Finance Globe

U.S. financial and economic topics from several finance writers.
3 minutes reading time (595 words)

Why More Money May Not Solve Your Money Problems

How many times have you said to yourself “If I only had more money?” as you poured over a stack of bills or laid awake thinking about your finances? It may not be much consolation, but you’re not alone. Lots of people have the same thought, that having more money would solve all their money problems. Unfortunately, that may not necessarily be the case.

The money you have, or don’t have, isn’t necessarily the reason you have money problems. Sure, if you had more money you may be able to pay your bills, but if you didn’t have so many bills, you wouldn’t need more money.

The decisions we make are often the root of our money problems. For example, I recently overhead a person remark that their cable bill was one of their monthly financial responsibilities. Granted, cable is something that you pay for every month if you choose to have that services, but unless you’re in a contract that has an early termination fee, it’s not really a responsibility. It’s a luxury. If you’re struggling financially and still enjoying cable television, while wishing you had more money, you must reevaluate your financial priorities.

We often take on optional services, services that we have for comfort or entertainment, can consider them necessities, when we could really live without those things. For many of us, these services would only increase if we had more money, especially if you’ve been struggling. As you’re able to afford more, you start to take on more. “I can afford this,” you say to yourself and so you have a new financial obligation to cover each month. It happens over and over and before you know it, your budget is stretched once again.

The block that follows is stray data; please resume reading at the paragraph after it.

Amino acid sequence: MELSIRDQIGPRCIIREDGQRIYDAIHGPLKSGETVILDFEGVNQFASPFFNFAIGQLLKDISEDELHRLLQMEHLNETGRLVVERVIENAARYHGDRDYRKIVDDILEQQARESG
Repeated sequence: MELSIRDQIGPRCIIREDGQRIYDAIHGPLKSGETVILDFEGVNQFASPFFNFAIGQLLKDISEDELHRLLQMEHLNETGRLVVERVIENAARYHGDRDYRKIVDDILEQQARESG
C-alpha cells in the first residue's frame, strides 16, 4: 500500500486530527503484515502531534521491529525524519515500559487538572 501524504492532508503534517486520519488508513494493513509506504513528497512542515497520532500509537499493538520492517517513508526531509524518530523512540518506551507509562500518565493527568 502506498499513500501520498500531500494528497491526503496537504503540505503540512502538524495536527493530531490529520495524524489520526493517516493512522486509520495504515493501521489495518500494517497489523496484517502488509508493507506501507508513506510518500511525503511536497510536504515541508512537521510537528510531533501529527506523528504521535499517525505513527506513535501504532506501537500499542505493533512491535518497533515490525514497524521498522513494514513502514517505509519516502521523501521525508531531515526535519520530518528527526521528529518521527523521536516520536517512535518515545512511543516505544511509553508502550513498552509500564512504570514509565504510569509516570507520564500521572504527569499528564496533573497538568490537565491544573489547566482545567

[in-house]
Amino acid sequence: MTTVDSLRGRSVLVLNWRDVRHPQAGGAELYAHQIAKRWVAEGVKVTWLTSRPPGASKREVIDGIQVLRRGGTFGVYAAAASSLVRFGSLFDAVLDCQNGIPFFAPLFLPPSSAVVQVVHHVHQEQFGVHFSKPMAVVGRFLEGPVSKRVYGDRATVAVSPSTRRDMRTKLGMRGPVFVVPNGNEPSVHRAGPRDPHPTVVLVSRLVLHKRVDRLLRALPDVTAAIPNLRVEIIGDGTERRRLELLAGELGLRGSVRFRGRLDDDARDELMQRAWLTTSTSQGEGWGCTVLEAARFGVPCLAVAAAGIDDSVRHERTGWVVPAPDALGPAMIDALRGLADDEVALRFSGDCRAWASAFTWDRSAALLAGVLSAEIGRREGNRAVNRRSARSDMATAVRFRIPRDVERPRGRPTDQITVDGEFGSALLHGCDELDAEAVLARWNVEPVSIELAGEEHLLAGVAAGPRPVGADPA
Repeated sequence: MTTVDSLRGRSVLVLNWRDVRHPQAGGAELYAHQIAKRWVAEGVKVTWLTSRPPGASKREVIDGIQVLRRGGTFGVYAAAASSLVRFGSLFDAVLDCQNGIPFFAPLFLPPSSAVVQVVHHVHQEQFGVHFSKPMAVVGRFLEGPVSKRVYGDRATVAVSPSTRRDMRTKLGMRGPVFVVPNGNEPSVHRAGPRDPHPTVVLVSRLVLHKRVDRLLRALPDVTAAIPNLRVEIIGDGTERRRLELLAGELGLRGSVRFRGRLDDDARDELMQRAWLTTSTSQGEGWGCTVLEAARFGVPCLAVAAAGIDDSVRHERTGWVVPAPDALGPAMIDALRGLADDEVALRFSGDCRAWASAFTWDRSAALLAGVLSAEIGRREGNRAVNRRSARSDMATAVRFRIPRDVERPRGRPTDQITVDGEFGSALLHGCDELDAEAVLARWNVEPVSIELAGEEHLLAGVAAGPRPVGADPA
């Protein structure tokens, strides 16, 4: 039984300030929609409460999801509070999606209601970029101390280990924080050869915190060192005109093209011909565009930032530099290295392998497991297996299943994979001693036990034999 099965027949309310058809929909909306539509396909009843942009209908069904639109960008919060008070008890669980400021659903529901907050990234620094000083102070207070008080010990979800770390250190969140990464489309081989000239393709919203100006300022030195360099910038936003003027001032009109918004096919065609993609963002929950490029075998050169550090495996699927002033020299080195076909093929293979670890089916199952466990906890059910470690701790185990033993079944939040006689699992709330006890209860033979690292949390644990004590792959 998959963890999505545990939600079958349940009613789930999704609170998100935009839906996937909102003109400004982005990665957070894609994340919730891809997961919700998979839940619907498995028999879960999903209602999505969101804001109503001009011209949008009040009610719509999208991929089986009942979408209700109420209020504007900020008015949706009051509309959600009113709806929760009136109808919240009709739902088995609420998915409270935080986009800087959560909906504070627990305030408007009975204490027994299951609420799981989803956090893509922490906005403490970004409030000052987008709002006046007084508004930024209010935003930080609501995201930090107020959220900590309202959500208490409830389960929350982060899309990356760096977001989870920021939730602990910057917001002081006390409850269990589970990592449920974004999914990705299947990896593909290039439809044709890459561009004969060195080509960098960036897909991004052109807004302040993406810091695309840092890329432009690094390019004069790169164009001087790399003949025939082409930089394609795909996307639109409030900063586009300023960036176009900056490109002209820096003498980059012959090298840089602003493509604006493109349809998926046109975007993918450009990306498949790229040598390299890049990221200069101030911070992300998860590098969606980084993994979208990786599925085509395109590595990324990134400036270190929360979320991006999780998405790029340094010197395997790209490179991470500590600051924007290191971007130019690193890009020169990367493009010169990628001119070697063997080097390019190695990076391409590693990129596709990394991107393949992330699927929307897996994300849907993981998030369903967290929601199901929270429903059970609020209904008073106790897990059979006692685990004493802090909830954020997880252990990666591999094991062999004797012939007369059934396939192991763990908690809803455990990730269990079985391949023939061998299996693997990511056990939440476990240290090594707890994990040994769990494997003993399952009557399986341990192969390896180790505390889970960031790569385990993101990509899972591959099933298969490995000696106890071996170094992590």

The key to getting rid of your money problems – at any income level – is to live within your means. If you’re trying to dig yourself out of debt, you’ll need to live below your means so you’ll have some surplus to put towards your debt. The same thing would be true if you got a raise or salary bonus. Increasing your standard of living, rather than keeping your living expenses the same, would only perpetuate your current problems.

Blaming your money problems on a lack of money is often a way to avoid taking responsibility for your current financial state. Depending on a future windfall, salary increase, or lottery win also hinders you from making real progress because you’re waiting instead of acting. What if you never get the money you need to turn your finances around? Will you continue to live with money problems?

Understandably, things happen in our lives, situations beyond our control, that cause major financial setbacks. However, even in these unfortunate circumstances, it’s important not to remain discouraged or feel powerless about your situation.

No matter what your income, you can take a proactive approach to fixing your money problems. Take time to figure out what the problems are and what’s causing them. Then, think about what you can do to fix these problems – and the answer is never “nothing.” If you’ve already reduced your budget to bare minimum – no frills, just necessary expenses only – consider taking on a part-time job or doing favors, like babysitting, for a fee.

Change those bad habits that keep you in financial bondage and take action on your plans to get things changed. If you can solve your money problems before you get that big inheritance or the raise you’ve been working for, you can put the money to much better use.
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Saturday, 24 August 2019

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